Small businesses financially hurt by unfair contract terms, survey suggests
A new survey suggests that over half of small businesses have been hurt financially by unfair contract terms with suppliers, costing nearly £4 billion in the last three years.
Research by the Federation of Small Businesses (FSB) found that 52% of small businesses complained of having suffered from unfair supplier contracts.
The main complaints were: suppliers failing to make auto-rollover clauses clear up front (24%); being tied into lengthy notice periods (22%); high early termination fees (20%) and concealing details in small print (20%).
One in ten of those affected by unfair terms claimed to have lost more than £5,000 dealing with a single problem with a supplier, while 37% had been set back by more than £1,000.
Mike Cherry, National Chairman of the FSB, said: ‘Small firms on the bad end of a deal are losing out to the tune of £1.3 billion each year. We have identified persistent problems with suppliers across sectors treating small firms unfairly. This suggests the market is failing to deliver value-for-money products and services for small business customers.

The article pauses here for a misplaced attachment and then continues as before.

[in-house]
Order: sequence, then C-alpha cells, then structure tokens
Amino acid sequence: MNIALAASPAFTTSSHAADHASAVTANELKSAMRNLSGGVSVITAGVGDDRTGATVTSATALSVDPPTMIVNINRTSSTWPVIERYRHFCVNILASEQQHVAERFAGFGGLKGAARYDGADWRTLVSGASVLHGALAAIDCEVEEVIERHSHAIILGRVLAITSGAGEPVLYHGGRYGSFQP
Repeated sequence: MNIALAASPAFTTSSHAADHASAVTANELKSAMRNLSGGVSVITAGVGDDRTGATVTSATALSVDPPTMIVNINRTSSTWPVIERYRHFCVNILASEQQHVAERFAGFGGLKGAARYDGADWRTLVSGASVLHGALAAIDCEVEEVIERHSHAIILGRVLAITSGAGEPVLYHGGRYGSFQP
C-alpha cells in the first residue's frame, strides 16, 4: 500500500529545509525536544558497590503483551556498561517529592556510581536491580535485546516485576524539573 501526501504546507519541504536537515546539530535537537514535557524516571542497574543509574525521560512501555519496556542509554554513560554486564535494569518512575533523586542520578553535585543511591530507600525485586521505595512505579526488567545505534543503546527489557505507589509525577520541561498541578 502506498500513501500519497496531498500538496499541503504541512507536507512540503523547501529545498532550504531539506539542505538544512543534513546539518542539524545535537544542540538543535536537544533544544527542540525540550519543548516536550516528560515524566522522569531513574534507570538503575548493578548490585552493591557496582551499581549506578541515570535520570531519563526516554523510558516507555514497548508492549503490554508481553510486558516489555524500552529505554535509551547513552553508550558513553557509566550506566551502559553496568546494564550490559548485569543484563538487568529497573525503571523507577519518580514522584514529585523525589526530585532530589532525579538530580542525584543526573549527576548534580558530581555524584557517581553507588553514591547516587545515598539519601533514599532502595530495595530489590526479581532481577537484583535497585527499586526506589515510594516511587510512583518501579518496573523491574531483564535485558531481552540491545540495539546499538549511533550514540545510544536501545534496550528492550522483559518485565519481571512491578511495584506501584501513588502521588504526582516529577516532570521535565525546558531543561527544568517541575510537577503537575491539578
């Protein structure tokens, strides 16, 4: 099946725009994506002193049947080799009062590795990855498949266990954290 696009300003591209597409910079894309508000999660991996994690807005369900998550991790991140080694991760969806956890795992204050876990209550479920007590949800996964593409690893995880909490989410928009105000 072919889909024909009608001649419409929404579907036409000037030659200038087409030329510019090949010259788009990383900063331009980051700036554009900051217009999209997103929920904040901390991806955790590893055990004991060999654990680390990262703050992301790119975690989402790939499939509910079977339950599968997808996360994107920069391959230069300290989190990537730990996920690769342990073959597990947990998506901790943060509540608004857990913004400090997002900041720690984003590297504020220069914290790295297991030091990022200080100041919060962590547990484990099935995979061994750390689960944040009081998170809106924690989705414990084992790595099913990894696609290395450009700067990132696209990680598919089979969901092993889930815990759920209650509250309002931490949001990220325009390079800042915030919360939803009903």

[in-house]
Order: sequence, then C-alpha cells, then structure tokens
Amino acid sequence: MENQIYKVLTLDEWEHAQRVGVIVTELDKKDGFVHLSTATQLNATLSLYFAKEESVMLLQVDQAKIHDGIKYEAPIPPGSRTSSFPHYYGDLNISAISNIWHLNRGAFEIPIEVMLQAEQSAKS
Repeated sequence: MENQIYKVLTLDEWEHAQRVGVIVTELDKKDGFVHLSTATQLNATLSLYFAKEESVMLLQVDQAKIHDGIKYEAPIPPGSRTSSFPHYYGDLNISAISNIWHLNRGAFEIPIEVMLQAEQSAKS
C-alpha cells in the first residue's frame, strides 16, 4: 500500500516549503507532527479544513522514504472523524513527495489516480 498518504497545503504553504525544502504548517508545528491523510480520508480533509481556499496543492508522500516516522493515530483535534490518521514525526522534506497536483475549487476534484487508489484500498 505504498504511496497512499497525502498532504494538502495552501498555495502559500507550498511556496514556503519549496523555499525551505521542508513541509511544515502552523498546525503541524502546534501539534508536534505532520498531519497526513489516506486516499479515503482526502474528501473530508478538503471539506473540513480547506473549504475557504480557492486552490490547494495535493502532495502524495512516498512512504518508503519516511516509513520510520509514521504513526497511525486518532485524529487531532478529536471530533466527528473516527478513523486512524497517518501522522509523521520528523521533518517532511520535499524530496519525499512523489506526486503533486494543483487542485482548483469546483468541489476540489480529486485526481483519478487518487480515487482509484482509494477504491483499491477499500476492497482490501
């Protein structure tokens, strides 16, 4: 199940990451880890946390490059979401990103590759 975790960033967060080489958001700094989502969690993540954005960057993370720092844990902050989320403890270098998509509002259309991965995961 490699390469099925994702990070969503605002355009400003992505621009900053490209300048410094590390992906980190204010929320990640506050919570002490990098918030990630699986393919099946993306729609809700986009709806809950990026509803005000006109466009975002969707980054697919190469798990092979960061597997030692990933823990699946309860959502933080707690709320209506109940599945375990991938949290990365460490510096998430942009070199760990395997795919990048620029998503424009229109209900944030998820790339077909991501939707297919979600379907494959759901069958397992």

‘Small businesses don’t have the time, expertise or purchasing power to scour the market to find and negotiate the best deals. Small business owners behave in a similar way to consumers, but they don’t have the same guarantees of quality or legal redress in an unfair situation.’
Some 40% of the small businesses surveyed claimed that they felt powerless to do anything about unfair contract terms because the supplier was too important or large to challenge.
The FSB has called on the Government and regulators of energy, financial services and telecoms to ‘more routinely and explicitly focus on small business vulnerabilities’, and argues that ‘Trading Standards should also be given the power to take action against suppliers imposing unfair terms’.